Thi Thanh Yen Nguyen (MAP5, Université Paris Cité)
Optimal transport-based machine learning with applications to genomics and actuarial science
Optimal transport (OT) is a powerful mathematical theory at the interface between the theories of optimization and probability, with many applications in a wide range of fields. This thesis presents the application of OT and statistics to two domains: biology and actuarial sciences.
The first part of the thesis addresses the biological challenge of better understanding micro-RNA (miRNA) regulation in the striatum of Huntington’s disease (HD) model mice. To do so, we build several algorithms designed to learn a pattern of correspondence between two data sets in situations where it is desirable to match elements that exhibit a relationship belonging to a known parametric model. The two data sets contain miRNA and messenger- RNA (mRNA) data, respectively, each data point consisting in a multi-dimensional profile. The strong biological hypothesis is that if a miRNA induces the degradation of a target mRNA or blocks its translation into proteins, or both, then the profile of the former, say y, should be similar to minus the profile of the latter, say −x. We consider a loosened hypothesis stating that y is then similar to t(x) where t is an affine transformation in a parametric class that includes minus the identity and translates expert knowledge about the experiment that yielded the data. The algorithms unfold in two stages. During the first stage, an OT plan P and an optimal affine transformation are learned, using the Sinkhorn-Knopp algorithm and a mini-batch gradient descent. During the second stage, P is exploited to derive either several co-clusters or several sets of matched elements. A simulation study illustrates how the algorithms work and perform. The real data application further illustrates their applicability and interest.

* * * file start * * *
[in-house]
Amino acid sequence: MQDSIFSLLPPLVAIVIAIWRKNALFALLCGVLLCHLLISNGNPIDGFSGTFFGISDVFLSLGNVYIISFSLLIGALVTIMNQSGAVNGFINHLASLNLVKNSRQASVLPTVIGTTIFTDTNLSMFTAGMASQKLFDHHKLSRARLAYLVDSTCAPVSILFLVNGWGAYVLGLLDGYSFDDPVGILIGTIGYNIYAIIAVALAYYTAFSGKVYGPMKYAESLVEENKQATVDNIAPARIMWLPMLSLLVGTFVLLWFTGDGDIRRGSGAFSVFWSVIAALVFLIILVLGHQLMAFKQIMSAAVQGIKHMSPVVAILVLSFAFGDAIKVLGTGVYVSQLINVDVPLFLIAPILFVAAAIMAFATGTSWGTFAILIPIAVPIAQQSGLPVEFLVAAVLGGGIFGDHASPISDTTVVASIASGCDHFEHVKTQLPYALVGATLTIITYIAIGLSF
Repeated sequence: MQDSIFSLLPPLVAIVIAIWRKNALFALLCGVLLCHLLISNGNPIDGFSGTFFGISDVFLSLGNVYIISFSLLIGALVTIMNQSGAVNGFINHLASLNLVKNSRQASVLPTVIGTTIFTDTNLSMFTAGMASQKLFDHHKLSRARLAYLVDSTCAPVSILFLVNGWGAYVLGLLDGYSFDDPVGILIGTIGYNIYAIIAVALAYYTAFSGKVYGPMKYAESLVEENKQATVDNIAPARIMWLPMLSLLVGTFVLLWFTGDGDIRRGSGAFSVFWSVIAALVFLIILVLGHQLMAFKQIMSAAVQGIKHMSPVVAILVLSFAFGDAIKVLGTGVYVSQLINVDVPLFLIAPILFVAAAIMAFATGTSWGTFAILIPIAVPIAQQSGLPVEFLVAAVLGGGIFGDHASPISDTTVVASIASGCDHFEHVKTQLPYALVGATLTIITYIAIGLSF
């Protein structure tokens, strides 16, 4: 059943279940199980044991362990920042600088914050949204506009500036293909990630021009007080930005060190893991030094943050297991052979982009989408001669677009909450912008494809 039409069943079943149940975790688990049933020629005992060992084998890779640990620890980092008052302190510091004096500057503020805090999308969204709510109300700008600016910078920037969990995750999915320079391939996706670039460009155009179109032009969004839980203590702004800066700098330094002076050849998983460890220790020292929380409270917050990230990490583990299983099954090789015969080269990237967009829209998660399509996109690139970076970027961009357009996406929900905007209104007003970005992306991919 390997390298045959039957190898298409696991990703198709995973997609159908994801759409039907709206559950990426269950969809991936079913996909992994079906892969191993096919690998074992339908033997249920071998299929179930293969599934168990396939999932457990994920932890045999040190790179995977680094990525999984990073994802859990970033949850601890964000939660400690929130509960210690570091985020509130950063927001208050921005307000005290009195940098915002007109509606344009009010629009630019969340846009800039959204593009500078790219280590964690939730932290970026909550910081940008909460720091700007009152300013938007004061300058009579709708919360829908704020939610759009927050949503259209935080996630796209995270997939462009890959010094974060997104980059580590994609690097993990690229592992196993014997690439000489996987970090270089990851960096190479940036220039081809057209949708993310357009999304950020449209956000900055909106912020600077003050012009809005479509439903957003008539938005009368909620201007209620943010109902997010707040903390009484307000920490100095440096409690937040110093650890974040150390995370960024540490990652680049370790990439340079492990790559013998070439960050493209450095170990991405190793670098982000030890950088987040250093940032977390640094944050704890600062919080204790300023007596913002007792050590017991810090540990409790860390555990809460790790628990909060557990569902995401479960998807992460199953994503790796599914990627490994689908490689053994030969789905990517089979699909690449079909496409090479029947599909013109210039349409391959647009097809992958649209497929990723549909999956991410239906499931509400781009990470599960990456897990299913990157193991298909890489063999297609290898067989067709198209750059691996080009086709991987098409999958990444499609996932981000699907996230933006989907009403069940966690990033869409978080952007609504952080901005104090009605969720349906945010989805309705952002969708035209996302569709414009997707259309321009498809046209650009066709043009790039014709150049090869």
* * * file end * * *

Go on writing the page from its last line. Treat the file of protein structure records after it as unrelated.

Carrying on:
The second part of thesis addresses an actuarial problem related to drought events in France. Drought events rank as the second most costly natural disasters within the French legal framework of the natural disaster compensation scheme. A critical aspect of the national compensation scheme involves cities submitting requests for the government declaration of natural disaster for a drought event as a key step. We take on the challenge of forecasting which cities will submit such requests. The problem can be tackled as a classification task, leveraging the power of classification algorithms. Taking a slightly different perspective, we introduce an alternative procedure that hinges on OT and iPiano, an inertial proximal algorithm for nonconvex optimization. The optimization problem is designed so as to yield a sparse vector of predictions because it is known that relatively few cities will submit requests. Additionally, we develop a hybrid procedure that synergistically combines and utilizes both types of predictions, resulting in enhanced forecasting accuracy. The real data application is presented and discussed in details. The convergence of the iPiano algorithm is established, using the notion of o-minimal structures.